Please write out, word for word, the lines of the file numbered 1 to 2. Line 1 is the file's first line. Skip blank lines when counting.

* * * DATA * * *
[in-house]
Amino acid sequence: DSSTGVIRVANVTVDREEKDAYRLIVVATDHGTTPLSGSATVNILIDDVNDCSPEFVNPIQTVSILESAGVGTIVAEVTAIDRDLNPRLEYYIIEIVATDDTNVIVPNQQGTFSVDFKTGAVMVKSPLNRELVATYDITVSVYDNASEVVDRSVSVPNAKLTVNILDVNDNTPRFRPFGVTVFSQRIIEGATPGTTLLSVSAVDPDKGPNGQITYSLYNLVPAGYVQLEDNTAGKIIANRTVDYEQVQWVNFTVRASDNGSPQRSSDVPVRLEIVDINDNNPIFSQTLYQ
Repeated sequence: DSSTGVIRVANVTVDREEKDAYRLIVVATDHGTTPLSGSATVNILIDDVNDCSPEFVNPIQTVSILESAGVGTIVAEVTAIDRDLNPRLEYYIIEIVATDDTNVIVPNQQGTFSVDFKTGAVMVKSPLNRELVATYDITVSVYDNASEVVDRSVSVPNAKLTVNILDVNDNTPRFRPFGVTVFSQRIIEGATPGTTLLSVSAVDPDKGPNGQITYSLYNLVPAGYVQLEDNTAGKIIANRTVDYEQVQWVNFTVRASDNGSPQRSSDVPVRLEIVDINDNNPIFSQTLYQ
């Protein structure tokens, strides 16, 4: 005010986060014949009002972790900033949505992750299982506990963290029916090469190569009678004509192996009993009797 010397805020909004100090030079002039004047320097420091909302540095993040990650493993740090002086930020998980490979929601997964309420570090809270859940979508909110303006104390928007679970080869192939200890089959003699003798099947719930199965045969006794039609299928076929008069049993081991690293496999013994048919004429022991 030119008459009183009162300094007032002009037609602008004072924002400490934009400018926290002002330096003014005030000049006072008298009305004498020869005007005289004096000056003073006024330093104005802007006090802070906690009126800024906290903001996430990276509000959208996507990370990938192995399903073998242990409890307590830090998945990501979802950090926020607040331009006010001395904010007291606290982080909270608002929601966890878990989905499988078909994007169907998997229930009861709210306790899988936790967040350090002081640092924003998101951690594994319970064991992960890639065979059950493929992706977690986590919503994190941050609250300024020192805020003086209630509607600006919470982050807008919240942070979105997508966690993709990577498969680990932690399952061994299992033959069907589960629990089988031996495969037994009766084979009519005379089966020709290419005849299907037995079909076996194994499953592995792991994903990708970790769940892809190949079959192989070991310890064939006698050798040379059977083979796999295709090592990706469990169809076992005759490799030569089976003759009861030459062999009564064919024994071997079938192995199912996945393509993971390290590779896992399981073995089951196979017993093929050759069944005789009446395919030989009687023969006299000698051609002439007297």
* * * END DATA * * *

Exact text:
[in-house]
Amino acid sequence: DSSTGVIRVANVTVDREEKDAYRLIVVATDHGTTPLSGSATVNILIDDVNDCSPEFVNPIQTVSILESAGVGTIVAEVTAIDRDLNPRLEYYIIEIVATDDTNVIVPNQQGTFSVDFKTGAVMVKSPLNRELVATYDITVSVYDNASEVVDRSVSVPNAKLTVNILDVNDNTPRFRPFGVTVFSQRIIEGATPGTTLLSVSAVDPDKGPNGQITYSLYNLVPAGYVQLEDNTAGKIIANRTVDYEQVQWVNFTVRASDNGSPQRSSDVPVRLEIVDINDNNPIFSQTLYQ